wails of your prejudice, especially
when it is a case of giving up your
bachelor freedom, or meeting a fate
that usually makes men shudder.'
"Explain your.-elf, squire, for you
must admit this is a remarkable prop
osition you bring me.”
“Then listen, and weigh well the
consequences before you decide. This
estate has been my pride. It would
kill me to have it ruined by the
Yankees, which must come about un
less I can secure immunity. I have
£ one child, a daughter, whose heart is
the same as mine. She is ready to
sacrifice herself In order to save
Lynd hurst.”
"Go on—l am still unable to grasp
the matter.”
You are a Federal soldier —my men
tell me they believe you to be an
“It is true.”
"If I can show proof that this estate
is the property of my daughter, and
that she is the wife ol! a Federal
officer. Lynd hurst will be saved from
the torch.”
John was electrified by the proposi
tion, and looked curiously at the man
whose shrewd brain had evolved it.
One glance at that determined face
told him Squire Granger meant all he
said, and that a refusal to accept the
contract would be the signal for a
hasty execution.
“What is your daughter’s name?”
“It does not matter —still, you would
have to know—it is Mollie Granger.”
“She cannot be twenty, as yet.”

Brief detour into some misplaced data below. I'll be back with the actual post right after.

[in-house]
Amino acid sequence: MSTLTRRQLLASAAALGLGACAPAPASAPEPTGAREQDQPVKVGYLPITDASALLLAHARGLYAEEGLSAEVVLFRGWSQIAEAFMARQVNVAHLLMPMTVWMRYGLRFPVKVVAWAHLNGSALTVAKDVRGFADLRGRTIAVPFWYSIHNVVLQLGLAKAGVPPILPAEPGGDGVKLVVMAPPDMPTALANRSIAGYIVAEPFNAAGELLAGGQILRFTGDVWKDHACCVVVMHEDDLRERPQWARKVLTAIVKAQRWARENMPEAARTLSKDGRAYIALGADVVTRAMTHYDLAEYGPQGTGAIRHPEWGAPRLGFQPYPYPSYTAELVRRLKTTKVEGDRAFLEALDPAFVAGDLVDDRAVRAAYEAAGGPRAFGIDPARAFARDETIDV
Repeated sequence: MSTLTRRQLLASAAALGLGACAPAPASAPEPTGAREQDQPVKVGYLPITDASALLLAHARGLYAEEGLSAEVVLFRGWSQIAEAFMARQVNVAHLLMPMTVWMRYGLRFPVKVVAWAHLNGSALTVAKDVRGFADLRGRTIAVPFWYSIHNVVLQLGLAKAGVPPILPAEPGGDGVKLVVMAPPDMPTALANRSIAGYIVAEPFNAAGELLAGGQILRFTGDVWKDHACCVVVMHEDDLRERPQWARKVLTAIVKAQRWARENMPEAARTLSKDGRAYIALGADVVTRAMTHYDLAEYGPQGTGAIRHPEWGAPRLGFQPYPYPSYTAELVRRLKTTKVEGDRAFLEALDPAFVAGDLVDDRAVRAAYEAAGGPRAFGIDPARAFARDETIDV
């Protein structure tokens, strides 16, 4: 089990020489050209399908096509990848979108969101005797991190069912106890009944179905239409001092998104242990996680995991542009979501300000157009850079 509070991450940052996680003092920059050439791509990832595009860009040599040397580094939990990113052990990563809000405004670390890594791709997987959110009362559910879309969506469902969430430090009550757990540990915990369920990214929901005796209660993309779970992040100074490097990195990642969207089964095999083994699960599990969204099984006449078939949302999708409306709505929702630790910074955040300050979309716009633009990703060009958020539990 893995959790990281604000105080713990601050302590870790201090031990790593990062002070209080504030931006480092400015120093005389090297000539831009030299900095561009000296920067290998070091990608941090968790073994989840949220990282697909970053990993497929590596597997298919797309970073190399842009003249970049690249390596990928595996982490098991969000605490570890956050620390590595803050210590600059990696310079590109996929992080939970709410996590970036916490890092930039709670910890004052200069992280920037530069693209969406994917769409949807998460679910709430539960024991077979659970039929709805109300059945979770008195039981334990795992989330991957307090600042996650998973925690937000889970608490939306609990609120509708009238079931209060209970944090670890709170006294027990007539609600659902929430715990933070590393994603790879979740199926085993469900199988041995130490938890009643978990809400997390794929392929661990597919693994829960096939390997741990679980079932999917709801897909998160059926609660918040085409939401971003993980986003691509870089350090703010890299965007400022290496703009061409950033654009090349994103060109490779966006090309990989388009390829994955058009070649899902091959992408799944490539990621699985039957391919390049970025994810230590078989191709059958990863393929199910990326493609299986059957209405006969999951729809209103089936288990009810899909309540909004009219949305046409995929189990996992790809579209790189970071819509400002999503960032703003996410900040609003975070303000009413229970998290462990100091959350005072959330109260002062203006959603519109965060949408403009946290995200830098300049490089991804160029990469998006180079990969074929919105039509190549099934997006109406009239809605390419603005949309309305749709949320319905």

“Just eighteen. Allow me to add
you are showing a curiosity that is
unpleasant to me.”
"Well, my dear sir. you must con
fess it would only be natural for a
gentleman to ask the name of the
lady who was to be his wife.”
“Listen to me. You fail to grasp
the situation. Under ordinary circum
stances I would as soon see my child
dead as the wife of a Yankee. To
save Lyndhurst we are ready to do
• even this. If you consent I have a
solemn contract here which you must
I sign.”
“A contract —kindly tell me its
nature. It may put a different face
ob the matter.”
“It is simply an agreement by means
of which you swear never to claim
Mollie as your wife—in fact, to be a
stronger to her unless she of her own
fro© will decides otherwise.”
“And you tell me she has consent
ed to this?”
"I have said so. Expect nothing but
coldness from her. She is a Georgia
girl and bitterly opposed to all North
ern soldiers. Make up your mind that
you will never see her after this night.
Allow this strange romance to fade
out of your mind. Lyndhurst will bn
saved and in twelve months the courts